Two Keys to Lowering Restaurant Food Waste
Nov 21, 2016 food operations management
Lowering your restaurant's food waste has many benefits, including lowering your overall food costs. That said, reducing food waste can be tricky to master. Like the desire to get in shape by minimizing food intake and maximizing exercise, it is often easier said than done. Here are two simple, effective tips to help your restaurant reduce food waste in order to keep food costs within - or under - budget.
Plan how much to prep every day
It’s time to stop guessing how much food to prepare, and get it exactly right every time. Clearly, over-prepping can result in overstocked inventory and then waste, which, of course, equals higher food costs. Under-prepping can result in stress and poor service as supplies run out, and may result in an unexpected shopping trip. Unexpected shopping trips often result in paying higher prices and buying too much food, further increasing wastage! Better planning will help you avoid this costly cycle.
Managers may rely on intuition when deciding how much to prepare, but the data on the bottom line indicates that detailed production planning every day using a forecast based on historical data, will yield better results. Using the proper tools, the planning process may be done quickly and result in a substantial payoff.
Track your food waste every day
Clearly, it is important to understand what goes on your guest’s plates. Just as important is tracking what ends up in the back dumpster. If food costs are high, determine if the cause is one of the following:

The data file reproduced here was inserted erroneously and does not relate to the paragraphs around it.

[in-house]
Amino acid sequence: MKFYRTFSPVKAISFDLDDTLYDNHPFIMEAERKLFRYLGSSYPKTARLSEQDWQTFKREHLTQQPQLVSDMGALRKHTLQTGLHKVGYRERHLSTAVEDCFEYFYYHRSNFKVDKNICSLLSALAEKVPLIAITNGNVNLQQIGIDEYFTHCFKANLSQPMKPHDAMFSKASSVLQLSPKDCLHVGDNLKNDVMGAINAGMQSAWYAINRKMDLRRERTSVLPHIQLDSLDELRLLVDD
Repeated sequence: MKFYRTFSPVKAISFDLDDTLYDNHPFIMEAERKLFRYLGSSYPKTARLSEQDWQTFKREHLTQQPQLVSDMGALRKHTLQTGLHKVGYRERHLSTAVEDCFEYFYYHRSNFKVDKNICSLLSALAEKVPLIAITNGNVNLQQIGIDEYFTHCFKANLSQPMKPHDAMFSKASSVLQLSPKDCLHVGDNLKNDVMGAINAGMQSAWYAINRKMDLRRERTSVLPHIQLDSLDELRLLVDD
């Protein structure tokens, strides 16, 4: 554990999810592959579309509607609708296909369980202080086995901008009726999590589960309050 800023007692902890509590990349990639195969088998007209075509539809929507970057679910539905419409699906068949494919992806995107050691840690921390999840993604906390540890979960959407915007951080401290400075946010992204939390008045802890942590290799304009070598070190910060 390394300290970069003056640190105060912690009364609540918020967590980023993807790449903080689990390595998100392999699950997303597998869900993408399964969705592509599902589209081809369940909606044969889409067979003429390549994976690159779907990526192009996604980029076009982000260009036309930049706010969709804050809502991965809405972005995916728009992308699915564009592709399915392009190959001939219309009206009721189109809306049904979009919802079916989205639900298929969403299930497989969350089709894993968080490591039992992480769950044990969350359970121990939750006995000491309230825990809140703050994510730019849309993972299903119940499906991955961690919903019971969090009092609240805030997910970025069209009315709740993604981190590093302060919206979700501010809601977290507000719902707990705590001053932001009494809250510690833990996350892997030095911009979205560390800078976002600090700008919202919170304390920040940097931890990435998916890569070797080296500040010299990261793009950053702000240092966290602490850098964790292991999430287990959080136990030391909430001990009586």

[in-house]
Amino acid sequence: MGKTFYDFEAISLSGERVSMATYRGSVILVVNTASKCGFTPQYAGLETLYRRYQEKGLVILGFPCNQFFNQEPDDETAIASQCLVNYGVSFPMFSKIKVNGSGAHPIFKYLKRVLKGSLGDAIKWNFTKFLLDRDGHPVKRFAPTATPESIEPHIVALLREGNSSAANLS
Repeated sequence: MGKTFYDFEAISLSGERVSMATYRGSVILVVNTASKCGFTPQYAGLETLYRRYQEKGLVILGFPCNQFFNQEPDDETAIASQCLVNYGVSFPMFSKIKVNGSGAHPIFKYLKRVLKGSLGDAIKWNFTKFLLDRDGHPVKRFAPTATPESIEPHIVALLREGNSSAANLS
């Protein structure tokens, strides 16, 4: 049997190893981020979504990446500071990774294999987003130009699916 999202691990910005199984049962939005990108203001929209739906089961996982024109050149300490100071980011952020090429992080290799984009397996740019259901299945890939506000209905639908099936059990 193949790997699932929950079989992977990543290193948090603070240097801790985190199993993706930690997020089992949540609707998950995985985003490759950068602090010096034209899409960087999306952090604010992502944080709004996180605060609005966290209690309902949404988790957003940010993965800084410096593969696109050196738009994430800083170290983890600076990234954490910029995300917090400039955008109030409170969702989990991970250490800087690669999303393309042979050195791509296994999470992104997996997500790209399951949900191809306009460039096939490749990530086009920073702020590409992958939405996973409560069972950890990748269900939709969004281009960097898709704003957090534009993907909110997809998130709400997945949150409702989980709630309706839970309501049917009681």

- Food prices from your vendors
- Data error, such as inaccurate documentation of receiving or invoicing inventory
- Operational fault, such as incorrect recipe preparation, portioning, spoilage, and theft
Tracking waste accurately helps the manager analyze when waste is a problem. It allows the manager to respond quickly to any identified operational issues. Additionally, tracking waste saves time and money – often 2%-5% or more depending on current operations.
It can be tricky to account for individual ingredients in wasted recipes. As an example, if a team member drops a container with sixteen servings of beef stew, in addition to a big mess to clean up, there are three options a manager can employ to account for the loss:
- Using the recipe for beef stew, determine how much of each ingredient is in 16 servings. Then record the amount of each ingredient as individually wasted.
- Ignore it, and neglect to document it.
- Utilize a restaurant software management solution that can exactly analyze the ingredients in 16 servings of stew. Enter “16 Servings of Beef Stew” into the system as waste. The BOH system will then automatically record the accurate amount of each individual ingredient from the inventory, marking each as wasted.
The third option is super easy and the best option for a busy restaurant. The second option is certainty the easiest still (and quite popular) but it won’t help with food cost management. Of course, the first option is very time consuming and not advised.
These two tips are simple to implement. Every day, it is important to prep a forecasted production plan in order to keep track of waste. In this way, a restaurant chain can take two major strides towards better food cost management.